Tuesday, December 20, 2016

Gail Kittleson on Advent, Fear, and Following the Lord

Today I'm delighted to host a guest: novelist Gail Kittleson, who brings a reflection about Advent and about following God despite our own fear.

The Gospel message hinges on change. That precipitous day marking the end of our Advent season is fast upon us, bringing to mind Jesus’ clear instructions:

Unfortunately, human beings fear change more than a visit from the IRS. Change implies risk, and for better or worse, we cling to the same old ways, comfortable thought channels, and familiar attitudes. 

Changing means we’d have to follow in the steps of Mary, Jesus’ mother. Talk about life-altering experiences—she endured the rough donkey ride to Bethlehem and birthed her infant in circumstances that left much to be desired. What went through her mind as she greeted the scraggly shepherds and heard the angels sing?  

And Joseph—surely he realized by then that he’d given up control completely. But with his heart open to the Almighty’s plan, he listened for more guidance. And it arrived, albeit two years later, in the form of the Magi's gifts and another dream. 

In this season of darkness and expectation, much as we fear change, we long to believe and embrace God’s plans for us.  We balance our hopes and dreams in an ambivalent conundrum, for, 

"Progress is impossible without change, and those who cannot change their minds cannot change anything." (George Bernard Shaw)

Once, Advent’s forty days meant waiting for Epiphany, when the Magi visited the Christ child, God Incarnate. The Church focused on His Second Coming, but as the centuries passed, Roman Christians began to associate this season with the birth of Jesus.

So we have new birth juxtaposed with the loss of innocence—Mary and Joseph thrust into the adult world of danger and intrigue. Soon, someone powerful and ruthless will seek to kill their beautiful baby. Their “Yes” to God’s call brings unforeseen complications. 

Likely, ours will too. But the alternative is remaining in darkness and snuffing out that empowering expectancy that haunts us: expectancy about the future, about what we might do, about what God might do in and with us ... we pay a price if we deny light’s strong call. 

It took decades for me to dare to bloom as a writer. My experience parallels the atmosphere of Advent—desiring something deeply, yet hesitating out of fear. But on the other side, having shared my writing with the world, I wonder how I could have waited so long. 

Help us, Lord, to mimic the faith of Mary and Joseph. Give us courage, at whatever our stage of life, to seek your guidance and honor the light You give us. 

Gail Kittleson taught college expository writing and ESL. Now she writes women’s fiction and facilitates writing workshops and women’s retreats. Her World War II series, Women of the Heartland is going strong, with In Times Like These published in April, 2016 and With Each New Dawn releasing with Lighthouse Publishing of the Carolinas in February, 2017.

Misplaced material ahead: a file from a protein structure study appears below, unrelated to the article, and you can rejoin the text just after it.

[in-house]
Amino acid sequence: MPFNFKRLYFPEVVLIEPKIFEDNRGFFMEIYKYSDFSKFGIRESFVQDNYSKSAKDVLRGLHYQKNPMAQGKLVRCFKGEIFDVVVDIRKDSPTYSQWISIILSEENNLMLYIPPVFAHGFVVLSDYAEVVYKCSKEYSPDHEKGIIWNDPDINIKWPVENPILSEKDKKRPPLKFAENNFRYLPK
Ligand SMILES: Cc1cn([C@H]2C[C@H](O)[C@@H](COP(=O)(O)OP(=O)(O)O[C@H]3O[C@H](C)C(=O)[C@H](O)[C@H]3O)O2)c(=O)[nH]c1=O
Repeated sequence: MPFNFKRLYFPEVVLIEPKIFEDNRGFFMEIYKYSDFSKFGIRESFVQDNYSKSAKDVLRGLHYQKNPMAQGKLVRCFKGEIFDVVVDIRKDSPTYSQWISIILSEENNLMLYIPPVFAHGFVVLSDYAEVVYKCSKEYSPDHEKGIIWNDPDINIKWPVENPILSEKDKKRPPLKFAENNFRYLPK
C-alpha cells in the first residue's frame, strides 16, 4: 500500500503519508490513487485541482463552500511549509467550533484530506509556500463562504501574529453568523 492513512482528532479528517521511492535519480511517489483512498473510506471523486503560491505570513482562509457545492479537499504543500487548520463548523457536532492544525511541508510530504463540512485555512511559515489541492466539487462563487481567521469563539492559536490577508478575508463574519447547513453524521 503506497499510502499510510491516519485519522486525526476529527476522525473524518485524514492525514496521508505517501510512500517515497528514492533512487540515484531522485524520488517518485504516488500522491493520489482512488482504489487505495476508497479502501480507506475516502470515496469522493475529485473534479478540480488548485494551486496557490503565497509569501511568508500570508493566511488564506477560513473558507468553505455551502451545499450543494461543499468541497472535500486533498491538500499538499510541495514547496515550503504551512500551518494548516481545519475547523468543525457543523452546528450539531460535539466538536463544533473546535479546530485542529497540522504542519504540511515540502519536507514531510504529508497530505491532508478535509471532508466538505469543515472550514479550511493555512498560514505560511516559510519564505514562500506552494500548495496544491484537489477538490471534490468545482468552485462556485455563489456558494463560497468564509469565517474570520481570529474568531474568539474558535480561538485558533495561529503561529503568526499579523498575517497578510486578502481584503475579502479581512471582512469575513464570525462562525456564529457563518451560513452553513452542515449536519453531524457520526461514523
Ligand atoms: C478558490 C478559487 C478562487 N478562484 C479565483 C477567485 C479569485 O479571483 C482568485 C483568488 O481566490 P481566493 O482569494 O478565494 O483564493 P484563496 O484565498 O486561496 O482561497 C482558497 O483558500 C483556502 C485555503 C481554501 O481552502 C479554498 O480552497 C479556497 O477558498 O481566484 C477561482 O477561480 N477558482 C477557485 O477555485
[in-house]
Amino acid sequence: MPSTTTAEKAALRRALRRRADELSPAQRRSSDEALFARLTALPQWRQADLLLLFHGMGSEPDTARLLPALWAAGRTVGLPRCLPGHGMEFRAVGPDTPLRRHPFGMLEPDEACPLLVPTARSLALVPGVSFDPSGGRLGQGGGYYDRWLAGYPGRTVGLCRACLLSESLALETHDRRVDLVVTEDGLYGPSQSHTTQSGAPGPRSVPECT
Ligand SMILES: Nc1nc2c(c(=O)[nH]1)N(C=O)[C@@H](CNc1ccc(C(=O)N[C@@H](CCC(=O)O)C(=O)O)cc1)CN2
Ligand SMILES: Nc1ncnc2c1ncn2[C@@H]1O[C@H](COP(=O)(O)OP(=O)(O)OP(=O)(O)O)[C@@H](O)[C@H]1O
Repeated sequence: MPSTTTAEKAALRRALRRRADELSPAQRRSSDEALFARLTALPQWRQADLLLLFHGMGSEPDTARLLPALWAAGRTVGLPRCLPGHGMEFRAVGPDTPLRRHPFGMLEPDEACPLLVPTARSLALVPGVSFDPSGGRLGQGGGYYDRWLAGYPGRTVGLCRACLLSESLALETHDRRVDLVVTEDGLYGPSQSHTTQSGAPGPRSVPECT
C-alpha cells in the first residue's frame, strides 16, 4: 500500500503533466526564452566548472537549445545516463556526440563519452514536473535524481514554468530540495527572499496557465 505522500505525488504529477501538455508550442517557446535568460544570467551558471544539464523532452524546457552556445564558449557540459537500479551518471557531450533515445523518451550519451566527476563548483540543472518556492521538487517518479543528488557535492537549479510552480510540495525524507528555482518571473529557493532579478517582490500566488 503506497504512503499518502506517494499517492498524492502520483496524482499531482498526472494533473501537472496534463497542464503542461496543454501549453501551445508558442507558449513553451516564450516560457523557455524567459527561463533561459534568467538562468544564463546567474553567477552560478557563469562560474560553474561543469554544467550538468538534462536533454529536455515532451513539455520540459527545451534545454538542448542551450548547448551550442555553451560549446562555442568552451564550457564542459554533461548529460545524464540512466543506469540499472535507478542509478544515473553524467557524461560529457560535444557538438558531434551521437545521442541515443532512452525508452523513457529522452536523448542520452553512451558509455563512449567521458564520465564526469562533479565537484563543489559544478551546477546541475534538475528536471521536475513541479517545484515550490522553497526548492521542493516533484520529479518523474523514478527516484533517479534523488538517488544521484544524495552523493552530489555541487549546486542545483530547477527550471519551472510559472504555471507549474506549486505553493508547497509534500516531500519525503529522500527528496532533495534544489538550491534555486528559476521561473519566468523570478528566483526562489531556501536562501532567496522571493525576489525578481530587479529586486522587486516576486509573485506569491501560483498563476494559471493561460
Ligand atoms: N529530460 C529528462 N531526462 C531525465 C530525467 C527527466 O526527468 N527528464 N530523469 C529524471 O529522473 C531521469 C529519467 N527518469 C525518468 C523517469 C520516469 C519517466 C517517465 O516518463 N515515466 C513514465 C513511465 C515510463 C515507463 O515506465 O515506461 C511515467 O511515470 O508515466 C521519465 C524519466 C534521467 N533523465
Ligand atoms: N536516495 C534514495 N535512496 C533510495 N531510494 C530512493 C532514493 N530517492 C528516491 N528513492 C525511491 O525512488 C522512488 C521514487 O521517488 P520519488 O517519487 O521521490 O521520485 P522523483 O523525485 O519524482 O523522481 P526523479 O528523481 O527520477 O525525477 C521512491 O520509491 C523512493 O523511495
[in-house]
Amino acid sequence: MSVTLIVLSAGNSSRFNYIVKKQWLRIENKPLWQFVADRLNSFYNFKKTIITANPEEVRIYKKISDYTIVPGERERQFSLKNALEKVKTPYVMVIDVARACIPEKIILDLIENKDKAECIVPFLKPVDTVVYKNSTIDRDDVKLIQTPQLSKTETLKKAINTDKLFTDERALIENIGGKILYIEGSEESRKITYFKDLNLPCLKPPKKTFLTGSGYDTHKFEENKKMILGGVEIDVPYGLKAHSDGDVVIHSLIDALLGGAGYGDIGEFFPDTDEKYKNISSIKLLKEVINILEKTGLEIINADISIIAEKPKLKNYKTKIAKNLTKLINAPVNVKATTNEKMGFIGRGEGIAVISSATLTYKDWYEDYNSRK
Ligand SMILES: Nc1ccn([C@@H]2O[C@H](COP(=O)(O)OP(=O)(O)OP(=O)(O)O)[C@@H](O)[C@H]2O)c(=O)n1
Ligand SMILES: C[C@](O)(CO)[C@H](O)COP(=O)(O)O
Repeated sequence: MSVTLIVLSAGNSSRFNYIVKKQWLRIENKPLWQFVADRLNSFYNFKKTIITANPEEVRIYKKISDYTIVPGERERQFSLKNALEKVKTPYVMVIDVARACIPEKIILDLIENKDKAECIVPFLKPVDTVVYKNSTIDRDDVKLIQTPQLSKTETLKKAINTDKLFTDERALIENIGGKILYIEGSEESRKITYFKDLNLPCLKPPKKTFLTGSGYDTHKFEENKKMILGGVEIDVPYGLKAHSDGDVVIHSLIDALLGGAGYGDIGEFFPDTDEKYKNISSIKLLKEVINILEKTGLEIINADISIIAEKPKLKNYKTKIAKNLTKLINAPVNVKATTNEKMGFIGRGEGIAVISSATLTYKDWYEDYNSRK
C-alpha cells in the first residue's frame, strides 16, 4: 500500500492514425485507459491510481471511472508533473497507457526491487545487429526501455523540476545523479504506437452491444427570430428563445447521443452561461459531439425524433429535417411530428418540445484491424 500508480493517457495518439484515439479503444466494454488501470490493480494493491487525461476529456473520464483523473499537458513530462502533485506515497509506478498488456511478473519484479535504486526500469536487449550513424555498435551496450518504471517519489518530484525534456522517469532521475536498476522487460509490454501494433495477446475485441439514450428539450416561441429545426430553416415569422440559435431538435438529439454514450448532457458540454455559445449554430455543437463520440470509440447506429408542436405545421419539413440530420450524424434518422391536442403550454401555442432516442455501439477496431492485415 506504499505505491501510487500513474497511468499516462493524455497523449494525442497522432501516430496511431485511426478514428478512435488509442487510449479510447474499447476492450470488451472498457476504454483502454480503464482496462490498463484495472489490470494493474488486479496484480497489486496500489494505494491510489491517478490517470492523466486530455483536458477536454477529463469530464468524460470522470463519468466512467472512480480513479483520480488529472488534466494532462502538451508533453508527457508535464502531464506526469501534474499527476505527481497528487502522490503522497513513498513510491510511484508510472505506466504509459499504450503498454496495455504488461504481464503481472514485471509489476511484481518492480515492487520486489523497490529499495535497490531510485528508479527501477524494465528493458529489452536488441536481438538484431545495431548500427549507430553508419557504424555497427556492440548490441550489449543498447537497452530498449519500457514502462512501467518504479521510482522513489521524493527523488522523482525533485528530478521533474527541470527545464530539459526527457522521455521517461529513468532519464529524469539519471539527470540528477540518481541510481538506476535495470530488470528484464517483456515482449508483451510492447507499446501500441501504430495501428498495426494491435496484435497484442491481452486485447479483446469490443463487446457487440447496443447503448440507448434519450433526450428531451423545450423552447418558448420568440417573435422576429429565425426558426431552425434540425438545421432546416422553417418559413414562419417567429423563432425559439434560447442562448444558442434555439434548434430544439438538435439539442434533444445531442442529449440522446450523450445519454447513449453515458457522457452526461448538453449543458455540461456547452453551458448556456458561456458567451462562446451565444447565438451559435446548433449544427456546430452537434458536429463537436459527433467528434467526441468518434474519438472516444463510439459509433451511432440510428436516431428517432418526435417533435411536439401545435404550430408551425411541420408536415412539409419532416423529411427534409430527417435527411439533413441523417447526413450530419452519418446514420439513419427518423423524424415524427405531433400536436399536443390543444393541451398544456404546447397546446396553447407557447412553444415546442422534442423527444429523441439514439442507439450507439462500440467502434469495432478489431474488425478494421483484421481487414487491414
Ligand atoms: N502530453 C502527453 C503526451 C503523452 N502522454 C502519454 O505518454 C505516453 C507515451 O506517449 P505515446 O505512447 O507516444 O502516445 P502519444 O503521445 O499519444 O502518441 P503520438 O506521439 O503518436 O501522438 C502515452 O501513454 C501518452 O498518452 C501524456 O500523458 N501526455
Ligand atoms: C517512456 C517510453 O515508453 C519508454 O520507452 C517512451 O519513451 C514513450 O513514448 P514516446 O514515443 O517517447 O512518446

This post contains Amazon affiliate links; if you purchase a book from this link, I receive a small percentage of the purchase price.  (See full disclosure on sidebar of my blog.)

Wednesday, December 14, 2016

"Blood and Milk": Devotion at Biola University's ADVENT PROJECT

I have a devotion up at Biola University's Advent Project today. It's about what Mary, the mother of God, has in common with a king-slayer from the Old Testament. Here's a snippet:

There isn’t any reason to doubt the virtue of [these women], but it’s not their virtue that the scripture brings to our attention. Rather, it is the great virtue, strength, and goodness of God that these women’s lives display. They are the stained glass, but they are not the light that shines through it and makes it beautiful.

Please head on over to The Advent Project site to read the rest!

Peace of Christ to you,
Jessica Snell

Tuesday, December 13, 2016

Last-minute Christmas shopping

Not that it's quite the last minute. But I feel like everyone got their shopping done a few weeks ago, and I'm the slacker with a list full of items I still need to check off.

But I can't be the only one, so I thought I'd offer my list of Christmas gift ideas. And if you don't find what you're looking for here, may I suggest the lists posted by Ginny, by Erin, and by Simcha? (And if you know of more good ones, please post them in the comments!)

For Young Kids

-The Biggest Story. The text in this book is good (it was one of our read-alouds this year), and the illustrations are just gorgeous.

-Play-doh. You can always use more.

-The Seven Silly Eaters. I love reading this book out loud.

-Slugs and Bugs and Lullabies. I can't even begin to count how many times we've listened to this. It's a lot.

-Personalized jewelry. I bought custom necklaces from this shop for our twins, back when they were in kindergarten. The necklaces were very cute, and the shop owner gave me great customer service. (Note: this would be for small children who are past the eating-things-that-are-not-food stage. So... no babies or toddlers, please.)

For Older Kids